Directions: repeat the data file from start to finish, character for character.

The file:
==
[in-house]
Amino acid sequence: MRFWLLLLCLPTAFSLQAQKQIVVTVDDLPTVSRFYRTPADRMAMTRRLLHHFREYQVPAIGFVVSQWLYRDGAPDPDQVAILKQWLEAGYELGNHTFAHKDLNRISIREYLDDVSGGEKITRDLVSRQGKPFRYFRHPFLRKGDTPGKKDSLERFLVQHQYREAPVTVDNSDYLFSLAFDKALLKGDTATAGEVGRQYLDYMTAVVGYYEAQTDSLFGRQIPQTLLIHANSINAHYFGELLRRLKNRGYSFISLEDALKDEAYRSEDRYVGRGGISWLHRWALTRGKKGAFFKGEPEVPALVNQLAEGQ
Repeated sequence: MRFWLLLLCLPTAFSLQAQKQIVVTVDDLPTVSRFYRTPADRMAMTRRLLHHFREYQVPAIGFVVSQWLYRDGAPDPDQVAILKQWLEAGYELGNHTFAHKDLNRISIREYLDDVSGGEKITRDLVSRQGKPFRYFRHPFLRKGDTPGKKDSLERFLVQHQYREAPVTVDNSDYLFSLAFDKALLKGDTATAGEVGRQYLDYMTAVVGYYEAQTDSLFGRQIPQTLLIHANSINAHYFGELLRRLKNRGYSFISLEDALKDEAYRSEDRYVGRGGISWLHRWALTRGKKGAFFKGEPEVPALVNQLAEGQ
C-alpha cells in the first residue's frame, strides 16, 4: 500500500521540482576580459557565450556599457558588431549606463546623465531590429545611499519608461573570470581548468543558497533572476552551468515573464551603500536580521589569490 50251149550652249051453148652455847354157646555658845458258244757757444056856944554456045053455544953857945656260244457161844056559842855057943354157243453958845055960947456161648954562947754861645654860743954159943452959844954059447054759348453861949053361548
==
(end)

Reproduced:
[in-house]
Amino acid sequence: MRFWLLLLCLPTAFSLQAQKQIVVTVDDLPTVSRFYRTPADRMAMTRRLLHHFREYQVPAIGFVVSQWLYRDGAPDPDQVAILKQWLEAGYELGNHTFAHKDLNRISIREYLDDVSGGEKITRDLVSRQGKPFRYFRHPFLRKGDTPGKKDSLERFLVQHQYREAPVTVDNSDYLFSLAFDKALLKGDTATAGEVGRQYLDYMTAVVGYYEAQTDSLFGRQIPQTLLIHANSINAHYFGELLRRLKNRGYSFISLEDALKDEAYRSEDRYVGRGGISWLHRWALTRGKKGAFFKGEPEVPALVNQLAEGQ
Repeated sequence: MRFWLLLLCLPTAFSLQAQKQIVVTVDDLPTVSRFYRTPADRMAMTRRLLHHFREYQVPAIGFVVSQWLYRDGAPDPDQVAILKQWLEAGYELGNHTFAHKDLNRISIREYLDDVSGGEKITRDLVSRQGKPFRYFRHPFLRKGDTPGKKDSLERFLVQHQYREAPVTVDNSDYLFSLAFDKALLKGDTATAGEVGRQYLDYMTAVVGYYEAQTDSLFGRQIPQTLLIHANSINAHYFGELLRRLKNRGYSFISLEDALKDEAYRSEDRYVGRGGISWLHRWALTRGKKGAFFKGEPEVPALVNQLAEGQ
C-alpha cells in the first residue's frame, strides 16, 4: 500500500521540482576580459557565450556599457558588431549606463546623465531590429545611499519608461573570470581548468543558497533572476552551468515573464551603500536580521589569490 50251149550652249051453148652455847354157646555658845458258244757757444056856944554456045053455544953857945656260244457161844056559842855057943354157243453958845055960947456161648954562947754861645654860743954159943452959844954059447054759348453861949053361548